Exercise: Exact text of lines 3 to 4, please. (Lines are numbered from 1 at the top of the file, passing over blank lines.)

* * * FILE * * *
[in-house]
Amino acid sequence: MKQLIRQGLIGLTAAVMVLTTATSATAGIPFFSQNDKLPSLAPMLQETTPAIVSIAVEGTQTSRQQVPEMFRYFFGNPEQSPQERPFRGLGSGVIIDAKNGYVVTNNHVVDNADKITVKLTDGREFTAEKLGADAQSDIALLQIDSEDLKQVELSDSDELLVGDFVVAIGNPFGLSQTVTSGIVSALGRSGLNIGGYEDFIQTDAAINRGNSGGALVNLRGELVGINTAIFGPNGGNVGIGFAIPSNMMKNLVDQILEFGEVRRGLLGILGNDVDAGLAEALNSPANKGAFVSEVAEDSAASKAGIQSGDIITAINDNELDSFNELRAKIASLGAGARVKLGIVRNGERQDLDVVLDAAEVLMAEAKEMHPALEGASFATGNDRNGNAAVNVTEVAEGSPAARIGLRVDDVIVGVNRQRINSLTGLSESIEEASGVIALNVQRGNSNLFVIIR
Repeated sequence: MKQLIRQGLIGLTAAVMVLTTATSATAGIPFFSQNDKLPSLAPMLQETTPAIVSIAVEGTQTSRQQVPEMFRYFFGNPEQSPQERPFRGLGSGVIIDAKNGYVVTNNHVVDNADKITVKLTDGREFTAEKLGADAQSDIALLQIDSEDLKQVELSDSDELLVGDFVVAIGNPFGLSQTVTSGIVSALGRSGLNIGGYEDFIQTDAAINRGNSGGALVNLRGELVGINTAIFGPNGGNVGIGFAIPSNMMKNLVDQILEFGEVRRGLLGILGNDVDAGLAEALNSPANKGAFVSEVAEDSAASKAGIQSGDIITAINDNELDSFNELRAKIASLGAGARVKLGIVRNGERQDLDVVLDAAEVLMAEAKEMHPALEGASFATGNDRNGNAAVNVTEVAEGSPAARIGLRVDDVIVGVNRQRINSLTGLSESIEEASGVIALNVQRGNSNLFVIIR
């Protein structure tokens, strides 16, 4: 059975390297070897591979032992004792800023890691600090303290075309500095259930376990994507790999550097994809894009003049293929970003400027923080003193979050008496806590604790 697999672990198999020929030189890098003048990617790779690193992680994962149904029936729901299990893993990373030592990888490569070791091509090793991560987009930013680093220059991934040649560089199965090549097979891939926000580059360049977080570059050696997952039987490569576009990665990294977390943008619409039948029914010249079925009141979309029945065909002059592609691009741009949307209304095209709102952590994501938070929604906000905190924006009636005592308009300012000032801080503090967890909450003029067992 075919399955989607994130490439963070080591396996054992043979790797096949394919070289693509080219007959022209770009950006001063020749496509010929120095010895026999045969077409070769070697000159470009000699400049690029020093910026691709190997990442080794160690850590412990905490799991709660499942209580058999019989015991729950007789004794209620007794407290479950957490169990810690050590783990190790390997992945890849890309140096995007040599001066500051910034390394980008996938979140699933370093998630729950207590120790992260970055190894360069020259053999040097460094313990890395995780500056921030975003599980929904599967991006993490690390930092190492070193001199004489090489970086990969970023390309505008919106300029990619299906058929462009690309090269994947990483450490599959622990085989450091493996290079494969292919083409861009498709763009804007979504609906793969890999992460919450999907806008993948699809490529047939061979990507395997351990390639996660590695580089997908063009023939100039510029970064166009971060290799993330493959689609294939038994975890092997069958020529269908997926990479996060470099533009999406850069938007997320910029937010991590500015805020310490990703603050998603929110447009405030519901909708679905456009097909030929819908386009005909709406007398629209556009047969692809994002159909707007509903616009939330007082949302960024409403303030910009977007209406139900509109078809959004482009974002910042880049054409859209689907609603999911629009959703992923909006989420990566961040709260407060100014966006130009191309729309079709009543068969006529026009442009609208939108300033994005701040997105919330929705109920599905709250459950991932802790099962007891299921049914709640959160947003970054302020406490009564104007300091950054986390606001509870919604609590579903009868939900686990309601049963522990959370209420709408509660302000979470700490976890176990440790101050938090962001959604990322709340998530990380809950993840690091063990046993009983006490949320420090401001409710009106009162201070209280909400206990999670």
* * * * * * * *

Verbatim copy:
Repeated sequence: MKQLIRQGLIGLTAAVMVLTTATSATAGIPFFSQNDKLPSLAPMLQETTPAIVSIAVEGTQTSRQQVPEMFRYFFGNPEQSPQERPFRGLGSGVIIDAKNGYVVTNNHVVDNADKITVKLTDGREFTAEKLGADAQSDIALLQIDSEDLKQVELSDSDELLVGDFVVAIGNPFGLSQTVTSGIVSALGRSGLNIGGYEDFIQTDAAINRGNSGGALVNLRGELVGINTAIFGPNGGNVGIGFAIPSNMMKNLVDQILEFGEVRRGLLGILGNDVDAGLAEALNSPANKGAFVSEVAEDSAASKAGIQSGDIITAINDNELDSFNELRAKIASLGAGARVKLGIVRNGERQDLDVVLDAAEVLMAEAKEMHPALEGASFATGNDRNGNAAVNVTEVAEGSPAARIGLRVDDVIVGVNRQRINSLTGLSESIEEASGVIALNVQRGNSNLFVIIR
């Protein structure tokens, strides 16, 4: 059975390297070897591979032992004792800023890691600090303290075309500095259930376990994507790999550097994809894009003049293929970003400027923080003193979050008496806590604790 697999672990198999020929030189890098003048990617790779690193992680994962149904029936729901299990893993990373030592990888490569070791091509090793991560987009930013680093220059991934040649560089199965090549097979891939926000580059360049977080570059050696997952039987490569576009990665990294977390943008619409039948029914010249079925009141979309029945065909002059592609691009741009949307209304095209709102952590994501938070929604906000905190924006009636005592308009300012000032801080503090967890909450003029067992 075919399955989607994130490439963070080591396996054992043979790797096949394919070289693509080219007959022209770009950006001063020749496509010929120095010895026999045969077409070769070697000159470009000699400049690029020093910026691709190997990442080794160690850590412990905490799991709660499942209580058999019989015991729950007789004794209620007794407290479950957490169990810690050590783990190790390997992945890849890309140096995007040599001066500051910034390394980008996938979140699933370093998630729950207590120790992260970055190894360069020259053999040097460094313990890395995780500056921030975003599980929904599967991006993490690390930092190492070193001199004489090489970086990969970023390309505008919106300029990619299906058929462009690309090269994947990483450490599959622990085989450091493996290079494969292919083409861009498709763009804007979504609906793969890999992460919450999907806008993948699809490529047939061979990507395997351990390639996660590695580089997908063009023939100039510029970064166009971060290799993330493959689609294939038994975890092997069958020529269908997926990479996060470099533009999406850069938007997320910029937010991590500015805020310490990703603050998603929110447009405030519901909708679905456009097909030929819908386009005909709406007398629209556009047969692809994002159909707007509903616009939330007082949302960024409403303030910009977007209406139900509109078809959004482009974002910042880049054409859209689907609603999911629009959703992923909006989420990566961040709260407060100014966006130009191309729309079709009543068969006529026009442009609208939108300033994005701040997105919330929705109920599905709250459950991932802790099962007891299921049914709640959160947003970054302020406490009564104007300091950054986390606001509870919604609590579903009868939900686990309601049963522990959370209420709408509660302000979470700490976890176990440790101050938090962001959604990322709340998530990380809950993840690091063990046993009983006490949320420090401001409710009106009162201070209280909400206990999670």